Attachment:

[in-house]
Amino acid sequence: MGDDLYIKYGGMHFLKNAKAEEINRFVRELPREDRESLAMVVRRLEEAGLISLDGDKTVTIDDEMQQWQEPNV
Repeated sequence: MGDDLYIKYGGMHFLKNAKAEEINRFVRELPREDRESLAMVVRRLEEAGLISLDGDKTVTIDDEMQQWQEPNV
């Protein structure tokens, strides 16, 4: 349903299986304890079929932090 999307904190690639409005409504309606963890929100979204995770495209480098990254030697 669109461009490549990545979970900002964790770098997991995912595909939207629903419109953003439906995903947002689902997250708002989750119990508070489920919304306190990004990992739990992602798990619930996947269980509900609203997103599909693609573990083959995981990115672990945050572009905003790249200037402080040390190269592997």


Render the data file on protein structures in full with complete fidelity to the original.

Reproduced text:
[in-house]
Amino acid sequence: MGDDLYIKYGGMHFLKNAKAEEINRFVRELPREDRESLAMVVRRLEEAGLISLDGDKTVTIDDEMQQWQEPNV
Repeated sequence: MGDDLYIKYGGMHFLKNAKAEEINRFVRELPREDRESLAMVVRRLEEAGLISLDGDKTVTIDDEMQQWQEPNV
């Protein structure tokens, strides 16, 4: 349903299986304890079929932090 999307904190690639409005409504309606963890929100979204995770495209480098990254030697 669109461009490549990545979970900002964790770098997991995912595909939207629903419109953003439906995903947002689902997250708002989750119990508070489920919304306190990004990992739990992602798990619930996947269980509900609203997103599909693609573990083959995981990115672990945050572009905003790249200037402080040390190269592997």